Without going into too much detail, my approach to planning the network is based off a fairly new theory of public transport network planning called ‘Triangle Town’.
It is based off a Swiss approach to regional public transport which involves connecting primary and secondary nods with each other in increasingly smaller triangles. The process involves a number of steps, but can be briefly summarised as progressively identifying and connecting nodes of primary, secondary and tertiary importance to create a network ‘backbone’ along which services can run.
Triangle Town is useful for this situation as it doesn’t require high-frequency services, which would be impractical and useless for 99% of a vehicle’s journey when travelling through the countryside of Chernarus.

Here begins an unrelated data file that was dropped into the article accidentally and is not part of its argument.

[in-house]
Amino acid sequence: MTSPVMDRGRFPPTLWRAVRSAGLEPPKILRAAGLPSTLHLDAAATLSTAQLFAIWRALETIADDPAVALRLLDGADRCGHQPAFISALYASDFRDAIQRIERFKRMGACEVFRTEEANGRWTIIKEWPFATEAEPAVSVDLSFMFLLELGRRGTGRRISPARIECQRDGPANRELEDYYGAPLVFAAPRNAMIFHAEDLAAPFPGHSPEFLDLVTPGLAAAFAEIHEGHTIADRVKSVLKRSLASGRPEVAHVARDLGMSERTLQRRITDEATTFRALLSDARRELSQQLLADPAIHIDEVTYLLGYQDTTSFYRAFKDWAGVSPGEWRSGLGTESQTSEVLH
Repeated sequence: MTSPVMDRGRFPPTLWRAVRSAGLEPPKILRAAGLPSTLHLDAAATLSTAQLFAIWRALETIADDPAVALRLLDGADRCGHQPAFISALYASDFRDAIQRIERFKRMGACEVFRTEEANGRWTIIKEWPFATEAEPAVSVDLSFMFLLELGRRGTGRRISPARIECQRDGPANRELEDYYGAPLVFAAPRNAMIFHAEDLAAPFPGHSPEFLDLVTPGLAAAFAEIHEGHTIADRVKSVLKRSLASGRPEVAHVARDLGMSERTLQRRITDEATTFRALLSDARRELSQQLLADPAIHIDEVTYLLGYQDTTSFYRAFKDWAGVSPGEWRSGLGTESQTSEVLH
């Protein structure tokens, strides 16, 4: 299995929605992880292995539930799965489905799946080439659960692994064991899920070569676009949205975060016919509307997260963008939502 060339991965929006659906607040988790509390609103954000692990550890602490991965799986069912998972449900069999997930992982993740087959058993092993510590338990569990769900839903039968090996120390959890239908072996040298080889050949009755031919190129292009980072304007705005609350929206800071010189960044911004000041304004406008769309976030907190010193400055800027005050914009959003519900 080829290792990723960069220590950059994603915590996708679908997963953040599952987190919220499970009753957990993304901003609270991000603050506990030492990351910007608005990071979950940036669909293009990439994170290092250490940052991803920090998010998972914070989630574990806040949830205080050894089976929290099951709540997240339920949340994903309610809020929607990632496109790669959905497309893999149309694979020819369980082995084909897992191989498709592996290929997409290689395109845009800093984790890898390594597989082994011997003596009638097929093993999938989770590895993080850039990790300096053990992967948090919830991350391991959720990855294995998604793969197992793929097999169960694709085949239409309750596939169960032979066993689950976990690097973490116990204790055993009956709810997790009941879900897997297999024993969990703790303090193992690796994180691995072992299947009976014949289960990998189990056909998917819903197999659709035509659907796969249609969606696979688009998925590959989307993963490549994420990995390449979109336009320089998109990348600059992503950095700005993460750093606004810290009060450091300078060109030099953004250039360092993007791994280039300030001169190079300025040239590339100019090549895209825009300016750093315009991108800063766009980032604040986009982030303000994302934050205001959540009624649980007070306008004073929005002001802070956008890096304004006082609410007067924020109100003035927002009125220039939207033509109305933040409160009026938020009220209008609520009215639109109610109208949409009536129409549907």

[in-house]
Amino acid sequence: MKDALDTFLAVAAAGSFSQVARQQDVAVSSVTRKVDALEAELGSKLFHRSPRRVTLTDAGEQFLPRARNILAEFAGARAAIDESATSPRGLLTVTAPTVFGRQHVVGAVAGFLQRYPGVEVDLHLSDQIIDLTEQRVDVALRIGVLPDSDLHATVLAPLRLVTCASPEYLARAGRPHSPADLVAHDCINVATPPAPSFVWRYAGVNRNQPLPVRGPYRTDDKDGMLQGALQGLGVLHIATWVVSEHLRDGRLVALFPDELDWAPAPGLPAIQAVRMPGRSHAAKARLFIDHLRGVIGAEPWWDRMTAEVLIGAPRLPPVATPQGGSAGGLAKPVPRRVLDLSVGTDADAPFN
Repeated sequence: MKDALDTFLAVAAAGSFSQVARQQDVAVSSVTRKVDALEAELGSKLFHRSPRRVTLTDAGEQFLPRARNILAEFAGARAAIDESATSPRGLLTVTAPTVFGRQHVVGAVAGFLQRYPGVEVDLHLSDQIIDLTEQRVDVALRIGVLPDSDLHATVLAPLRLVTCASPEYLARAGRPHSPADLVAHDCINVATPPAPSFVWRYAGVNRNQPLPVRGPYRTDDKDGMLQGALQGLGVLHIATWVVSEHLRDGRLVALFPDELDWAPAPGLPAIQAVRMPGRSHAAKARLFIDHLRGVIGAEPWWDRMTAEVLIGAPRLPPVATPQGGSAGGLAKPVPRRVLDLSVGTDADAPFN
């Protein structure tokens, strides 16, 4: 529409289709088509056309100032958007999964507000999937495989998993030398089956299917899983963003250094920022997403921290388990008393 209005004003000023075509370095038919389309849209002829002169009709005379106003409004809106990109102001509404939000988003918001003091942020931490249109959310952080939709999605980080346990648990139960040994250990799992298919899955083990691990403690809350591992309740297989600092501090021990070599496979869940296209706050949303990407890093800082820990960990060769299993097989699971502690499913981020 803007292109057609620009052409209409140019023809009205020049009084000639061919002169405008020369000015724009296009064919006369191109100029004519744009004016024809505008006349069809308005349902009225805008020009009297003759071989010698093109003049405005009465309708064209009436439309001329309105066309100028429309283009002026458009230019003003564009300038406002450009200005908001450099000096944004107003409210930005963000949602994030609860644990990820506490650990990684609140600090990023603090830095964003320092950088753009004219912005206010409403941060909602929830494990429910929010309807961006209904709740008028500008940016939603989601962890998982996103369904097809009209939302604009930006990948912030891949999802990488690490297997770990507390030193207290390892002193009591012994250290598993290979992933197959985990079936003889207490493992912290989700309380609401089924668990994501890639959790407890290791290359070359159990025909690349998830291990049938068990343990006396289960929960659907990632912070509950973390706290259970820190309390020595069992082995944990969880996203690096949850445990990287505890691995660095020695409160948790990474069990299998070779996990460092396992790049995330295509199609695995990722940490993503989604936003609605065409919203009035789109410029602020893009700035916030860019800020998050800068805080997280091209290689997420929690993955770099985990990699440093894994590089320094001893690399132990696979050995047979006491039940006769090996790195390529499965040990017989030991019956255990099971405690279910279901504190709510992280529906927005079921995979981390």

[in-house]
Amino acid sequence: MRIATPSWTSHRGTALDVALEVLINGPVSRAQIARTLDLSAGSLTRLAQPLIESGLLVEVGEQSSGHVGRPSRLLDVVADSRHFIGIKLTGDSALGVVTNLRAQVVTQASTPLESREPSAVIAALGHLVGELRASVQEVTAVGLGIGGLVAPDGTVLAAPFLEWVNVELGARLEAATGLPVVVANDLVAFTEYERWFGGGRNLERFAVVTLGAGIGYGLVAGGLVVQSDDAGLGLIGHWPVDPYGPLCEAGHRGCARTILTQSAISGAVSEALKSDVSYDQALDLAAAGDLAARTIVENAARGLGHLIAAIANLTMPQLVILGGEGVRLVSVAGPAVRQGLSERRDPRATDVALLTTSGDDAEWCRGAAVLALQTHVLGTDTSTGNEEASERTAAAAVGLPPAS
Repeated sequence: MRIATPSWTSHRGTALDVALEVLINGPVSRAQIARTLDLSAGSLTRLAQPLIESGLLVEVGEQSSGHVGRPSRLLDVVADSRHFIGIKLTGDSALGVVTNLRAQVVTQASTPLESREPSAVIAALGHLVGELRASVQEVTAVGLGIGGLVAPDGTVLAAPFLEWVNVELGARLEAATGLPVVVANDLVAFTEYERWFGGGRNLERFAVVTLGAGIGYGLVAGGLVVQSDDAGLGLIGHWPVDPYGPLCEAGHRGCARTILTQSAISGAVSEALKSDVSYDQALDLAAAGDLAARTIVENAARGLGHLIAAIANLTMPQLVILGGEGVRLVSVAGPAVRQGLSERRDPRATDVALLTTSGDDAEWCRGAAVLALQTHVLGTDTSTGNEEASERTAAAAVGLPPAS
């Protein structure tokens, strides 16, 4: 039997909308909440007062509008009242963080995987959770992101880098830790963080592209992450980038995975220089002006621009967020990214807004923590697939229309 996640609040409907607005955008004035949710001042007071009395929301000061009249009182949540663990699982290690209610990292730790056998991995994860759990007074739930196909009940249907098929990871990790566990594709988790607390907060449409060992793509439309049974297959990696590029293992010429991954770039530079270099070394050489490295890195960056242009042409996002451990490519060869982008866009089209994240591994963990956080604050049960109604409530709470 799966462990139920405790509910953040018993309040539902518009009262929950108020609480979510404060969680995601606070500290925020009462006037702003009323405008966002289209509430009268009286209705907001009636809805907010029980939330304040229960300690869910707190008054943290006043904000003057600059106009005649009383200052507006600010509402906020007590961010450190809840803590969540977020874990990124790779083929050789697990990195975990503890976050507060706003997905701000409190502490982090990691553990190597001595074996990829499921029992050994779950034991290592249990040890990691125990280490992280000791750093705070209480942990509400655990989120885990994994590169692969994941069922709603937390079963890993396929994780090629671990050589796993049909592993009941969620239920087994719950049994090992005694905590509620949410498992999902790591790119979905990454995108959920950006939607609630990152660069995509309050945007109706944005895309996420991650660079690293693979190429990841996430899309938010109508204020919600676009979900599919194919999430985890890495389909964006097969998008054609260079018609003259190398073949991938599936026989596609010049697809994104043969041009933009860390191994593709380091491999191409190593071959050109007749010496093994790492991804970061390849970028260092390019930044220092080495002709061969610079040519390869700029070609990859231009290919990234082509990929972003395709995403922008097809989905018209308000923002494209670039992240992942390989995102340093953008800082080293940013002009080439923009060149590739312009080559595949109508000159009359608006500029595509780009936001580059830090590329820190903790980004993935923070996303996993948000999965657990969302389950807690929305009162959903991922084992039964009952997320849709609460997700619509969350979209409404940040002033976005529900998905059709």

This has been implemented in this map where I began with identifying primary nodes. In this case, they were the major towns and cities. Smaller villages and hamlets followed.
Some of the smallest hamlets have no services at all. This is not because I have a particular dislike for any of them (except maybe Tulga where I died glicthing through a burnt out car) but because servicing them would be fairly pointless given their tiny populations.
In the end, there’s no point slavishly adhering to a theory without taking context into account. No public transport network in the world is one hundred percent compliant with any standard or theory. Judgement calls must be made. In the end, I think it is a fairly good representation of the public transport that the good citizens of Chernarus might have enjoyed before the Great Infection.